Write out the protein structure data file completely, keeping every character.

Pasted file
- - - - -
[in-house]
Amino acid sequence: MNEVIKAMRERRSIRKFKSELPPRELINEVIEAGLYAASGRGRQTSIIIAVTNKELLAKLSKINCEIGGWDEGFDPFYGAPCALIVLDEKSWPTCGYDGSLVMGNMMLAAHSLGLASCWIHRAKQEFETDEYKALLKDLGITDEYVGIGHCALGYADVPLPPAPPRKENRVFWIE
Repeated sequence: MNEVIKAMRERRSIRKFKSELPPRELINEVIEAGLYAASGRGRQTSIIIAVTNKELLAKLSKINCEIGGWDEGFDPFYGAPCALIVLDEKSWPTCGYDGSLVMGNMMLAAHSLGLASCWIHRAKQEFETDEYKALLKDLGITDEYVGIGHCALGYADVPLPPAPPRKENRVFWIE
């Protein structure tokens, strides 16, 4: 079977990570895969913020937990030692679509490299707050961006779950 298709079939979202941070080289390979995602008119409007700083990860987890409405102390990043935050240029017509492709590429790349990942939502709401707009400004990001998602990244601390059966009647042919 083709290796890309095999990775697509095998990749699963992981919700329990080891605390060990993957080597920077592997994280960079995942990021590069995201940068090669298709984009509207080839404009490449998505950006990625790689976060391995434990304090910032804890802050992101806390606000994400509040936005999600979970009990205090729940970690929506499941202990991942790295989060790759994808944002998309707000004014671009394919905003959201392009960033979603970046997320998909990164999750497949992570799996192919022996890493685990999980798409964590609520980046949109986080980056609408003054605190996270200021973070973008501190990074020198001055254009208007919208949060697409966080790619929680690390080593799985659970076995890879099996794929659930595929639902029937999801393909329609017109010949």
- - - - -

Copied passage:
[in-house]
Amino acid sequence: MNEVIKAMRERRSIRKFKSELPPRELINEVIEAGLYAASGRGRQTSIIIAVTNKELLAKLSKINCEIGGWDEGFDPFYGAPCALIVLDEKSWPTCGYDGSLVMGNMMLAAHSLGLASCWIHRAKQEFETDEYKALLKDLGITDEYVGIGHCALGYADVPLPPAPPRKENRVFWIE
Repeated sequence: MNEVIKAMRERRSIRKFKSELPPRELINEVIEAGLYAASGRGRQTSIIIAVTNKELLAKLSKINCEIGGWDEGFDPFYGAPCALIVLDEKSWPTCGYDGSLVMGNMMLAAHSLGLASCWIHRAKQEFETDEYKALLKDLGITDEYVGIGHCALGYADVPLPPAPPRKENRVFWIE
């Protein structure tokens, strides 16, 4: 079977990570895969913020937990030692679509490299707050961006779950 298709079939979202941070080289390979995602008119409007700083990860987890409405102390990043935050240029017509492709590429790349990942939502709401707009400004990001998602990244601390059966009647042919 083709290796890309095999990775697509095998990749699963992981919700329990080891605390060990993957080597920077592997994280960079995942990021590069995201940068090669298709984009509207080839404009490449998505950006990625790689976060391995434990304090910032804890802050992101806390606000994400509040936005999600979970009990205090729940970690929506499941202990991942790295989060790759994808944002998309707000004014671009394919905003959201392009960033979603970046997320998909990164999750497949992570799996192919022996890493685990999980798409964590609520980046949109986080980056609408003054605190996270200021973070973008501190990074020198001055254009208007919208949060697409966080790619929680690390080593799985659970076995890879099996794929659930595929639902029937999801393909329609017109010949």